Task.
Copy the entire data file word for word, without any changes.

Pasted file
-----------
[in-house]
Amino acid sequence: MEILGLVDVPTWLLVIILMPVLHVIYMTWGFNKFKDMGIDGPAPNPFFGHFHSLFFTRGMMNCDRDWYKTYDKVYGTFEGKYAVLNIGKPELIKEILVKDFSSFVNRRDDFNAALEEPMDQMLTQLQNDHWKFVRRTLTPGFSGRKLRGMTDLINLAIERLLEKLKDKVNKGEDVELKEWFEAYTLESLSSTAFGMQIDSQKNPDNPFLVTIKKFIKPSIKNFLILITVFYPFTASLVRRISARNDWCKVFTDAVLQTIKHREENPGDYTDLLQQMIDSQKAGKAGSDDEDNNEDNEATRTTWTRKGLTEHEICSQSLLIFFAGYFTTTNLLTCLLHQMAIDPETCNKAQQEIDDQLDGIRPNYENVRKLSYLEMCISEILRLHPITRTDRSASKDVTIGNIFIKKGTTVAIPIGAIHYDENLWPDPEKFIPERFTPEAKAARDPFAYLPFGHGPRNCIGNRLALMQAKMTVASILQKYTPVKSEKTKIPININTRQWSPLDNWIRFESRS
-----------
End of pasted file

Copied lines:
[in-house]
Amino acid sequence: MEILGLVDVPTWLLVIILMPVLHVIYMTWGFNKFKDMGIDGPAPNPFFGHFHSLFFTRGMMNCDRDWYKTYDKVYGTFEGKYAVLNIGKPELIKEILVKDFSSFVNRRDDFNAALEEPMDQMLTQLQNDHWKFVRRTLTPGFSGRKLRGMTDLINLAIERLLEKLKDKVNKGEDVELKEWFEAYTLESLSSTAFGMQIDSQKNPDNPFLVTIKKFIKPSIKNFLILITVFYPFTASLVRRISARNDWCKVFTDAVLQTIKHREENPGDYTDLLQQMIDSQKAGKAGSDDEDNNEDNEATRTTWTRKGLTEHEICSQSLLIFFAGYFTTTNLLTCLLHQMAIDPETCNKAQQEIDDQLDGIRPNYENVRKLSYLEMCISEILRLHPITRTDRSASKDVTIGNIFIKKGTTVAIPIGAIHYDENLWPDPEKFIPERFTPEAKAARDPFAYLPFGHGPRNCIGNRLALMQAKMTVASILQKYTPVKSEKTKIPININTRQWSPLDNWIRFESRS